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Panel Data Analysis

Course Dates and Times

Monday 5 to Friday 9 March 2018
15 hours over 5 days


Henriette Engelhardt-Wölfler

University of Bamberg

Panel data or longitudinal data (the older terminology) refers to a data set containing observations on multiple phenomena over multiple time periods. Thus it has two dimensions: spatial (cross-sectional) and temporal (time series). The main advantage of panel data comes from its possibilities for analyzing individual dynamics and identifying causal effects. The course will present different methods for analysing panel data including fixed-effects, random effects, difference-in-differences, age-period-cohort models, growth curve models, and hybrid models. He course will be on an applied level; no mathematics but the intuition behind the models will be emphasized. Real data examples using the German Socio-Economic Panel (SOEP) and Stata will be discussed.

Tasks for ECTS Credits

  • Participants attending the course: 2 credits (pass/fail grade) The workload for the calculation of ECTS credits is based on the assumption that students attend classes and carry out the necessary reading and/or other work prior to, and after, classes.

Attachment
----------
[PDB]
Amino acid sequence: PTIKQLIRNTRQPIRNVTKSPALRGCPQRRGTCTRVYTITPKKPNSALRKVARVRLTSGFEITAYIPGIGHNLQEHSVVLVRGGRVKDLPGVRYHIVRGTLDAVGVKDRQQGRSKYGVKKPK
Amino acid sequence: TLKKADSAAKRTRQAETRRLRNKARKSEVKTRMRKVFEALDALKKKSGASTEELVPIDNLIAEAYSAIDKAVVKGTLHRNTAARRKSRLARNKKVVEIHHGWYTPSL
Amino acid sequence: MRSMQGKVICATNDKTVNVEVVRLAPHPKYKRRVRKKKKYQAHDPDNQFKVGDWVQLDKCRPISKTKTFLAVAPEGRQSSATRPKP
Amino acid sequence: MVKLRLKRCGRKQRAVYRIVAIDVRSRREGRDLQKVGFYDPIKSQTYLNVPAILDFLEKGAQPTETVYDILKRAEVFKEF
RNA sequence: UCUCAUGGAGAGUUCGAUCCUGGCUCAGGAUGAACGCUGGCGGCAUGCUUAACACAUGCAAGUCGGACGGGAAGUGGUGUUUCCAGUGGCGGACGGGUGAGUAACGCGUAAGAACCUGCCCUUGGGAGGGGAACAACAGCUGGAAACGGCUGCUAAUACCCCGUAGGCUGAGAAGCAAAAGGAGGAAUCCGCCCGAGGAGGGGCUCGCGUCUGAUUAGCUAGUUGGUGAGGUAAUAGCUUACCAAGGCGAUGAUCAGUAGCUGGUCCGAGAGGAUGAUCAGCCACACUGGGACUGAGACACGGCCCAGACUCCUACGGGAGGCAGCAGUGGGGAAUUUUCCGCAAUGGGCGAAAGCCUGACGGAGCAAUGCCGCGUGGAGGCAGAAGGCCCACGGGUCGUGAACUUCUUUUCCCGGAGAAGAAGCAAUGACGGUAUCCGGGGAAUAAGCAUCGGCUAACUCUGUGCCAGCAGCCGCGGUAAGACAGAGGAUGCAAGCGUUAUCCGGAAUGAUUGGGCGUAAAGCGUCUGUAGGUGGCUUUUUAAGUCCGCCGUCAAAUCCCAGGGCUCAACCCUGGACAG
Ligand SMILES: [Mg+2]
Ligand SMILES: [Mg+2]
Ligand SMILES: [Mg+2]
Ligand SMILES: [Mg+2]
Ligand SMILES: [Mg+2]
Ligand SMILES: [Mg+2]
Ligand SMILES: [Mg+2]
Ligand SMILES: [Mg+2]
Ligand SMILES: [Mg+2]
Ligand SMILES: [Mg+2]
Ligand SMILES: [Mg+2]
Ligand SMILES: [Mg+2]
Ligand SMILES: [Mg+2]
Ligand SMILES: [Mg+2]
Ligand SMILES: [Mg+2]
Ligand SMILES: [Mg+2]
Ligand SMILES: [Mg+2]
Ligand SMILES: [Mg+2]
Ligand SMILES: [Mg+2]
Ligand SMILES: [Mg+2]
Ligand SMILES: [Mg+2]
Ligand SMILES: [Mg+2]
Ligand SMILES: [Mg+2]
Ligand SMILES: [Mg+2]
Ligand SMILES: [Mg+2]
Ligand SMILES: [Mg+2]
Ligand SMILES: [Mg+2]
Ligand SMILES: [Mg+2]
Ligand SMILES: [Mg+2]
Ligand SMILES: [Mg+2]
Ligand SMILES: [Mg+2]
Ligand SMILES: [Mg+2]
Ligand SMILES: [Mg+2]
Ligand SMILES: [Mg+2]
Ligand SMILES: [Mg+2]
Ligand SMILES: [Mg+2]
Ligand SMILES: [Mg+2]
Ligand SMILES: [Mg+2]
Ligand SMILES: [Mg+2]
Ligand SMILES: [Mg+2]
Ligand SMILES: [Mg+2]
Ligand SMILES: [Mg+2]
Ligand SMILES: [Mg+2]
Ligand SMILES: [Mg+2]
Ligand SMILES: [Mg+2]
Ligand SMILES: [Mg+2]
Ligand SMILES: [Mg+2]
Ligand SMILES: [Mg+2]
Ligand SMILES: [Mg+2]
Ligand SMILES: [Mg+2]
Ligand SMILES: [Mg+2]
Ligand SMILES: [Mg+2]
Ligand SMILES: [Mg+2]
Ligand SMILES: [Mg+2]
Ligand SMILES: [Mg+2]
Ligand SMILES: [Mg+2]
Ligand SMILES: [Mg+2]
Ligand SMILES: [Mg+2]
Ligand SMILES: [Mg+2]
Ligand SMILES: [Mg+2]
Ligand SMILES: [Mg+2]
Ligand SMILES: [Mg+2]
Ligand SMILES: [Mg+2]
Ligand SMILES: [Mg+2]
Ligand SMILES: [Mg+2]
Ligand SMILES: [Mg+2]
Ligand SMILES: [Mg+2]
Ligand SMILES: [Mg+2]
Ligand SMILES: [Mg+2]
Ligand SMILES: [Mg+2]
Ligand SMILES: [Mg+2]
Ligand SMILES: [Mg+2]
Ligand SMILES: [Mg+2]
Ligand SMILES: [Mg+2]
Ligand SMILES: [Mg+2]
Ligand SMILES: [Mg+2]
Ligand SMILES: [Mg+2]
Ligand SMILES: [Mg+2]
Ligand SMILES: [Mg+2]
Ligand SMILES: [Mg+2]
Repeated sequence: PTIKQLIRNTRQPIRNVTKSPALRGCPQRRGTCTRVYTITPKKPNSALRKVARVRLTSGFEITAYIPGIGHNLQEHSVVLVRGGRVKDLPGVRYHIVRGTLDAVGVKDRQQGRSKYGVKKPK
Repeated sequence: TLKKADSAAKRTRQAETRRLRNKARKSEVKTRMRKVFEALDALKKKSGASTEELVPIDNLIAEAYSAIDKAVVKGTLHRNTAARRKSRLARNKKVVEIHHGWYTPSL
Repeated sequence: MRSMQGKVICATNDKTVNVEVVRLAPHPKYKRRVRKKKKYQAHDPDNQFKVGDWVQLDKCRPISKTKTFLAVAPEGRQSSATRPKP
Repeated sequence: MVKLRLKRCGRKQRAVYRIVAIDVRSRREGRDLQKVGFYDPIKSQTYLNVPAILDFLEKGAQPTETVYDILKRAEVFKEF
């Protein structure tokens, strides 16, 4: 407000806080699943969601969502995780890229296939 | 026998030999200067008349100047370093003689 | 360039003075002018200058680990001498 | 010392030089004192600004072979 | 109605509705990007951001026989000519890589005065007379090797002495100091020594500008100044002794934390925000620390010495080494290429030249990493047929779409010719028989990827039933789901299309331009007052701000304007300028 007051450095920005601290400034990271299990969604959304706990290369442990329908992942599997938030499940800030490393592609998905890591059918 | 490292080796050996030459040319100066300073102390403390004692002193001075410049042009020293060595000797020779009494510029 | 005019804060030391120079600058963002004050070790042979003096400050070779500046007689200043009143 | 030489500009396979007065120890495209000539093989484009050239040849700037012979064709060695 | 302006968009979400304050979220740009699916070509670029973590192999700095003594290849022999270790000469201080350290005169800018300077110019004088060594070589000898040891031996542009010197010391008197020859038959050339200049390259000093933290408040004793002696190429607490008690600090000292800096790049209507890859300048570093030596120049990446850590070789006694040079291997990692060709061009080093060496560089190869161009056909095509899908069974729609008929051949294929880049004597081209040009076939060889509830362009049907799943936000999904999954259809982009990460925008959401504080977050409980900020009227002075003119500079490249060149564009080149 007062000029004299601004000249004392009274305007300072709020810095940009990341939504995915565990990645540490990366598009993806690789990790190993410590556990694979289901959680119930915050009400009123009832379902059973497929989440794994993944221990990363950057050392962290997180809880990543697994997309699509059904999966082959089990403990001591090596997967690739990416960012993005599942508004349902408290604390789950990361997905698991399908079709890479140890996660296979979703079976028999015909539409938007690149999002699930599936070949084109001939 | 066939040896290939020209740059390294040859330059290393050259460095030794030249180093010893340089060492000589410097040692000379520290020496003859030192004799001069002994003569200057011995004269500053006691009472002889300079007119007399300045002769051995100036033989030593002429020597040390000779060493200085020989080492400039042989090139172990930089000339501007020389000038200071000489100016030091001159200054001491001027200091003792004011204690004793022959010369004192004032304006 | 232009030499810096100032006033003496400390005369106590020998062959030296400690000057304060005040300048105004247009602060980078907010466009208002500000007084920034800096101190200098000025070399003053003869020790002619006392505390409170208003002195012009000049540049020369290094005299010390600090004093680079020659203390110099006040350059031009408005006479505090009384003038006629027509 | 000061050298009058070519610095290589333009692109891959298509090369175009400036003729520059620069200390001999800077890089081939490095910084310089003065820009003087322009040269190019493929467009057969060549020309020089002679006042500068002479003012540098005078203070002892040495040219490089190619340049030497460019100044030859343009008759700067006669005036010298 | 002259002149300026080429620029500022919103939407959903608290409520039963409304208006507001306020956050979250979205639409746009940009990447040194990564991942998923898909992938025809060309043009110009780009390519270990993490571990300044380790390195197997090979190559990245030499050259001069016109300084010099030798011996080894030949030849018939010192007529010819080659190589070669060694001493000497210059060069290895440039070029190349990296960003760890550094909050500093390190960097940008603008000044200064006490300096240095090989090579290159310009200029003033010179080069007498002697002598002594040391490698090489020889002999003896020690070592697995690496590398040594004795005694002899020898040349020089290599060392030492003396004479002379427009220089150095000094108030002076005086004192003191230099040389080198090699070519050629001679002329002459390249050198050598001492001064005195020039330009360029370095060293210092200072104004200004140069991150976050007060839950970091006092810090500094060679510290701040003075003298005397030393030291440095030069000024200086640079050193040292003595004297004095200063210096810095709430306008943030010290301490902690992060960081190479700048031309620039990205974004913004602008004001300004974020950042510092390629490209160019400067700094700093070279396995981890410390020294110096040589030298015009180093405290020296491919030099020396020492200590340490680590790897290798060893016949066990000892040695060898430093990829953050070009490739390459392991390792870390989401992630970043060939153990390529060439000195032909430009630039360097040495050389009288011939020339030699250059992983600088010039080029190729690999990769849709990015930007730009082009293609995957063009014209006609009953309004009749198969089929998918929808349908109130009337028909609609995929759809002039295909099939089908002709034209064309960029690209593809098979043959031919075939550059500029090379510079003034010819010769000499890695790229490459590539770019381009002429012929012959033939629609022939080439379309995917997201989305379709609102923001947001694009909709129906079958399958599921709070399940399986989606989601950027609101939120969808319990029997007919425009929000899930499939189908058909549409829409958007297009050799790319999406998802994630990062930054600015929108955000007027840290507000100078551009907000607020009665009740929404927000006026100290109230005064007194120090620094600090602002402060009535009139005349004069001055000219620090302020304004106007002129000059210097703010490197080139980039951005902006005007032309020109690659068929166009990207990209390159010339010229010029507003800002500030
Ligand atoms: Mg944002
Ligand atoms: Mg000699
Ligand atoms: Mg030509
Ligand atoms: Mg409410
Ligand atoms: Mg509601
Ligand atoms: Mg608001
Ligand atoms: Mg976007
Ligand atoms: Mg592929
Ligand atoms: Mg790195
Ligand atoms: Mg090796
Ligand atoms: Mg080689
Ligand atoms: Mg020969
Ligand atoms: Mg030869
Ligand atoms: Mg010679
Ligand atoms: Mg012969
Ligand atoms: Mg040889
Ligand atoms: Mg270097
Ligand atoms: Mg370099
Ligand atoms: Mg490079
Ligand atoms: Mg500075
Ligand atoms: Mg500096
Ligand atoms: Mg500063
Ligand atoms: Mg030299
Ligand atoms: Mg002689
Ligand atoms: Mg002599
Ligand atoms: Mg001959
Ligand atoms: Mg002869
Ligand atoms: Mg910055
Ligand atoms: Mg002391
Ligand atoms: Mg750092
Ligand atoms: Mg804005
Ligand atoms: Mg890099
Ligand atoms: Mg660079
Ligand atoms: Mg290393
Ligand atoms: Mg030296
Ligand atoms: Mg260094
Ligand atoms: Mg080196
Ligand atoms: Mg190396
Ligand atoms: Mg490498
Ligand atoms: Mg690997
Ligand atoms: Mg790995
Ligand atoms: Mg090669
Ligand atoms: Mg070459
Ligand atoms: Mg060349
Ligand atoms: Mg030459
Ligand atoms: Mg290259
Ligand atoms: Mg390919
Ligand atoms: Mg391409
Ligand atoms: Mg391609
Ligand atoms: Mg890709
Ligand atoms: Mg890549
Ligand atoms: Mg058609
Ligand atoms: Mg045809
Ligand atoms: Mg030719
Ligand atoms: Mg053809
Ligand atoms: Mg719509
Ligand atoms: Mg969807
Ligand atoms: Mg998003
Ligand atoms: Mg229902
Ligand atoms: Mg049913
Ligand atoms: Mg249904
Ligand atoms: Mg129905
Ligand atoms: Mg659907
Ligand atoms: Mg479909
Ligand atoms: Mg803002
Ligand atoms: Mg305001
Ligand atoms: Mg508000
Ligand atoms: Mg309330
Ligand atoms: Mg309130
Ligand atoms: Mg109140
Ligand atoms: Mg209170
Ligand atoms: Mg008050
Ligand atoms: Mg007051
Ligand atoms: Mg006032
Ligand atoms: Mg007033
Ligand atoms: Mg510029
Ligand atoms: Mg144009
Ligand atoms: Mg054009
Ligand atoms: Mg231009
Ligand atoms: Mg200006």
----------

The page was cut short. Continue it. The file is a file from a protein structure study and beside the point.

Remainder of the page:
• Participants attending the course and completing one task (see below): 3 credits (to be graded)
  • Participants attending the course, and completing two tasks (see below): 4 credits (to be graded)
  1. The students will work on assignments using real data on a daily basis.
  2. The students shall work on their own projects using their own data and write a paper in journal style.

Instructor Bio

Since 2006, Henriette Engelhardt-Wölfler has been a Professor of Demography at Otto-Friedrich-University Bamberg.

She studied Sociology and Statistics at the University of Mannheim (Dipl.-Soz., 1992) and at the University of Berne (Dr. rer. soc., 1998, Habilitation, 2005).

She worked as research scientist at the University of Berne from 1992 – 98, at the Max-Planck-Institute for Human Development in Berlin from 1998 – 2000, at the Max-Planck-Institute for Demographic Research in Rostock from 2000 – 02, and at the Vienna Institute of Demography from 2002 – 06.

In 2000, Henriette was a visiting research scientist at Duke University, North Carolina. She has also held visiting research posts at the International Institute for Advanced Systems Analysis (IIASA) in Laxenburg, Austria (2002), and at the Swiss Federal Institute of Technology, Zurich (2004).

Henriette has published more than thirty articles in refereed journals on her particular topics of interest, which include:

  • social demography
  • family demography
  • population ageing
  • medical sociology
  • causal analysis.

Participants should have knowledge of:

  • Least-Squares Estimation in the Linear Regression Model under the classical assumptions
  • Properties of sample means, sample variances, and the expectation operator
  • Principles of maximum likelihood estimation under standard regularity conditions
  • Statistical software Stata